Sunday, May 8, 2011

tea time full of memories

We had visitors in our "under construction" new place. Old friends staying here for couple of days- long nights with beers and laugh. Sunny days with walks, chats and teas. One tea experience I have prepared for my friends was session with many personal memories for me. And now, few days later, sitting on my chair I am putting some pieces of those nice memories on my table. When I am looking at them now - all grows from Korea. Or being more precise from my Mungyeong experience on which  I had the opportunity to participate for three times. To make those reminiscences more interesting for you, dear reader, lets boil water, rise a camera and try to take some pictures...

First we have a tea bowl here. Recently it is my much-favoured matcha bowl. Here it symbolized people I met during the festival. Those people from which many of them I can call friends now. This piece was created by Elena Renker -Skilled potter from New Zeland. I love here works generally but with this one I knew from the first touch- I am going to like to prepare and drink tea from it.

Light and soft -those words are main but not only positive impresions which pop up in my mind when I am holding it. Very thin wall, sandy clay body with slim shino glaze- It is not "Japanese like" or "Korean like" but still very pleasant with whisked tea.

 Next part of the story is this Matcha...

In Korean you find word Malcha rather than Japanese Matcha. This one was made in Japan for Korean market. It contains 5% of ginseng powder. I saw using ginseng with powdered green tea many years ago here in Czech Republic. Korean tea master (and tea producer) was mixing ginseng and tea powder directly in to the bowl during his exhibition (He was invited to our country by local tea company to promote Korean way of tea) and he told us: "this is how we prepare Matcha in Korea" I was impressed! So years after, during my first visit of Korea, I was looking for this custom. I was not so successful -all Malcha we were treated to was without ginseng. And all my questions stayed without clear answers. 

Then I finally find something -Japanese matcha produced by bigger company called "greencha". It was explained to me that this is made only for Korean market so for sure the habit was not myth or custom of one Korean tea family. I was only not so lucky to meet people who prepare it this way. Anyway I brought few cans back to home and share it with tea drinkers around. If I should compare this special ginseng-matcha mixture with some good matcha I would probably use description of my friend.  He feels that "the ginseng makes it more complete." Earthy taste and energy of ginseng makes tea more "connected to ground". Your body feels good drinking it and your mind is still. Some orthodox matcha drinkers can find it to rough, without fine sweetness of high quality matcha but I like both. Unfortunately when I purchased the same product next year it was apparently made from tea of lower quality.  But as even 5% of ginseng changes it in way I like I enjoy every sip anyway.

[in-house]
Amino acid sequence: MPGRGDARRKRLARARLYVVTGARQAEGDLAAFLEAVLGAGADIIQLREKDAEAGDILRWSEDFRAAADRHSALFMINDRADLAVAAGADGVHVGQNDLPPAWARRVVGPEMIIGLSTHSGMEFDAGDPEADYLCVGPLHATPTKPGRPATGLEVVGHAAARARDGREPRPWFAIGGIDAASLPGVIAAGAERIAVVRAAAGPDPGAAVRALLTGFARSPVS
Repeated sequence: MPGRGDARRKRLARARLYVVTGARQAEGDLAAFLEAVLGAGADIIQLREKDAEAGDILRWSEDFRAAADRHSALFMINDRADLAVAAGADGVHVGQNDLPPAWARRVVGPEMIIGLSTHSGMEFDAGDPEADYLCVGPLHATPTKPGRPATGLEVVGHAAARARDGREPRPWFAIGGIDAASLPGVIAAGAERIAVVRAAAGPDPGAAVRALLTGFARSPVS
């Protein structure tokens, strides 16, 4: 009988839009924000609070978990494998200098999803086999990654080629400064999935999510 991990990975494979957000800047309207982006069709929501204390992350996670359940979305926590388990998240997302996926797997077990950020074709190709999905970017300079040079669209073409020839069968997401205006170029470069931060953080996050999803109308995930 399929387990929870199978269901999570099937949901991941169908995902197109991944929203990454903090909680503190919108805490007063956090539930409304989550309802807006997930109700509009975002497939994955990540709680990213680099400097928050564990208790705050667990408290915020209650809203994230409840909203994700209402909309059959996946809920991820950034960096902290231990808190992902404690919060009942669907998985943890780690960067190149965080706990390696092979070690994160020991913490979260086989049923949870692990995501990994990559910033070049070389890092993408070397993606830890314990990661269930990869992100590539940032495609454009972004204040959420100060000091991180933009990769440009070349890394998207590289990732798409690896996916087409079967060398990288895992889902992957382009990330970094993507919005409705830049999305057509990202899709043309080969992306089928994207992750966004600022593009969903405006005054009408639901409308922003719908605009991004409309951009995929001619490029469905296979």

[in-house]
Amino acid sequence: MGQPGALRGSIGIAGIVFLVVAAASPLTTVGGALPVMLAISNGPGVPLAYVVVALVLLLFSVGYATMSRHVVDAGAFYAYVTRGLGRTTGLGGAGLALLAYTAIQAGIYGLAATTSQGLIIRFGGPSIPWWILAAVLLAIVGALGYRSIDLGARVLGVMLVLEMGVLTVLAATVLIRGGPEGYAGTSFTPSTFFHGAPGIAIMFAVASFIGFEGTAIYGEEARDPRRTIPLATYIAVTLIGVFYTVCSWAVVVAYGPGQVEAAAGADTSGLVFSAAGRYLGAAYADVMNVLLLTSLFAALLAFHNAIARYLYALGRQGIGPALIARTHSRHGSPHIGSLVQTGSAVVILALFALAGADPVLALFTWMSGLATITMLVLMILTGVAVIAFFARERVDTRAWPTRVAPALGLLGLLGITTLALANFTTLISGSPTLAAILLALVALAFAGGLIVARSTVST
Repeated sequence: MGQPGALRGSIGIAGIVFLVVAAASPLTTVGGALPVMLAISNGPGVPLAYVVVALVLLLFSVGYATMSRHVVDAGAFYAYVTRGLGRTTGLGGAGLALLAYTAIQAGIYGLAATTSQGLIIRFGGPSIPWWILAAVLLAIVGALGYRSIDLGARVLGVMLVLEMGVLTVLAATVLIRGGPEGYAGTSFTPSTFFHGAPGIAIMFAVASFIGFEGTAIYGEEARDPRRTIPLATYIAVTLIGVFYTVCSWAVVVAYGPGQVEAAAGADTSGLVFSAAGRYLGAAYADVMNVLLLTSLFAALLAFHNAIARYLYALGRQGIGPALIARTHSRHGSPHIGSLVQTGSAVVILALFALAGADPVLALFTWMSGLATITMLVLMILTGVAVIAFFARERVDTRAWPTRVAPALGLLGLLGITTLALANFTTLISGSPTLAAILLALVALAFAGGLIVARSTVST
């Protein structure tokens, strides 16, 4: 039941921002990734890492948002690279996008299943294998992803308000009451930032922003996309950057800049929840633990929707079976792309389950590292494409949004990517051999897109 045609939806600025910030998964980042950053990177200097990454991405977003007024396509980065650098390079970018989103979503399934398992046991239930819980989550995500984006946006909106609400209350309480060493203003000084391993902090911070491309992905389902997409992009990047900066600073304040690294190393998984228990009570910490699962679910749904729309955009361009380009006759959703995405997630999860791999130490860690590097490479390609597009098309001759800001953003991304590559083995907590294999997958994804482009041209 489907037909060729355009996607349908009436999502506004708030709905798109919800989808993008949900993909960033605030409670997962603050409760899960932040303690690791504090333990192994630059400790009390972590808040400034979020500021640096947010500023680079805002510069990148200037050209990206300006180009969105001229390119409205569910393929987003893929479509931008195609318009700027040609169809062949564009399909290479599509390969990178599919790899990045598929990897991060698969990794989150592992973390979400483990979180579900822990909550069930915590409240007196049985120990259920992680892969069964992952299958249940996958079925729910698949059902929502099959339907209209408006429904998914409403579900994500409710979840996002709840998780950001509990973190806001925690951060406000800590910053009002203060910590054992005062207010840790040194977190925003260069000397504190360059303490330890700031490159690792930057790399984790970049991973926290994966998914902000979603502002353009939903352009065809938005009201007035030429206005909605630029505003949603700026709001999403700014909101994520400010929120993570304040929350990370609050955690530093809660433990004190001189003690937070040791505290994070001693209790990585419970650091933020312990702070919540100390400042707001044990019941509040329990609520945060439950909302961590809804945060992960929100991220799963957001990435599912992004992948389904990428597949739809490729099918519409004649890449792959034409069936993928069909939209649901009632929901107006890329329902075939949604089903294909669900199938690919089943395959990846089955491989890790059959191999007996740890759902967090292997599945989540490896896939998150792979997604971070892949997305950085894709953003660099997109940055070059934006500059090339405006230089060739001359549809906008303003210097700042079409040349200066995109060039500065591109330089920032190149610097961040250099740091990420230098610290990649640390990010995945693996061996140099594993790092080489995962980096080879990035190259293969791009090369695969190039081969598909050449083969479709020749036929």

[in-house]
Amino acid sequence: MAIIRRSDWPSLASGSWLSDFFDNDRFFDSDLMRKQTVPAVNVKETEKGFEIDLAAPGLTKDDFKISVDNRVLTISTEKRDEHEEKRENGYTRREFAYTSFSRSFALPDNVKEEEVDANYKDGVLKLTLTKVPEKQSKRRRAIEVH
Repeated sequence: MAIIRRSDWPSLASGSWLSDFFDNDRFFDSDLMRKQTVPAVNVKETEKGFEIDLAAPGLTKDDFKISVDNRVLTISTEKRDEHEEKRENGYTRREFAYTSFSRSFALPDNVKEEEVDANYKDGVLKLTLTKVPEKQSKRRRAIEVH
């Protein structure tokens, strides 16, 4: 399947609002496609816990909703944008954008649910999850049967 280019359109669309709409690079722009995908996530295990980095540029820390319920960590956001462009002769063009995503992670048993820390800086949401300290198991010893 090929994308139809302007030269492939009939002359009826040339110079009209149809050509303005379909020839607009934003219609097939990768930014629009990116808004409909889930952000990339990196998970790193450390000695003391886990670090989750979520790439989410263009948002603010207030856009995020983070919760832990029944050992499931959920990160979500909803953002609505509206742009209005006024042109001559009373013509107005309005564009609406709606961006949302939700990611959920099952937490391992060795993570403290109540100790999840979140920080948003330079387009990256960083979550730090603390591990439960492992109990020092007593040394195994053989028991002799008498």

Another piece on my table has come to our house like a present...

My  friend from Prague learns Korean tea ceremony from Sun Woo Park and she gave him few boxes of "tea ceremony sweets". And we were lucky to got one of them. What a nice savory before few sips of Malcha.

Made mainly from honey, dry fruits and rice - those cookies leave natural feeling in your mouth and prepare your stomach for malcha experience...

 The things you might not forget when thinking about spring in Mungyeong are threes in blossom -cherry three, apples or rose-bay. As reminder of it I put few blossoms in to the water. In to the woodfired, porcelain bowl with flowers frozen in ash glaze on it.

It was good idea to put those memories back on my table...thank you for reading.

By virtue of dear reader, I can show you here one of 
the new Elena’s chawans. Thank you Ho Go! Pleasant picture of compelling piece...


  1. and thank you for the wonderful post...

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  2. welcome Wuyi, glad that you like it. I belive that for native English speakers it have to a lot of fun to read my broken lenguage hahaha.

    Look forward to read your blog -I will keep my eye on it:)


  3. beautyful Elena's shino. Thanks for a link.

  4. Dear Petr,

    Having just returned from Korea, I can stimulate your memories a bit more. So many lovely memories of the long walk from the parking lot to the glorious Mungyeong exhibition park with the mountains on both sides of the small valley and the flowing, bubbling, river making its way down stream over the rocks and under the bridges that cross it. Finally, seeing the Joseon village and the large gateway leading to the main festival buildings. Cool, mountain air with drizzling rain and somewhat muddy path, my lungs are filled with the fragrance of this land.

    Many artists exhibiting this year that were not there last year as you know. Many new International potters with very good work. All in all a very good place to be for a few days.

    Speaking of Elena Renker, I also bought a chawan from her and I have asked her to work with me on my new teaware online shop. I love her tea bowls. For me, they are like shino raku. I would post a photo of her piece but I don't know how to do it or if I can on the blog.

    Many other good potters were there. Phil Rogers, Lisa Hammond, Rob Fornell, Peter Fulop, and, many others. You were noticeably absent and I complained to the organizer! Next year for sure!

  5. Dear Ho Go,

    Thank you for sharing your fresh memories. I am sure that visiting Mungyeong brought you many delightful moments. And I also look forward to be there again one day.

    I just enked my post by the picture of your new Elena's tea bowl. Thank you ! I hope your on-line galery will grow and make you happy.

  6. Petr,

    Your english is much better than my Czech...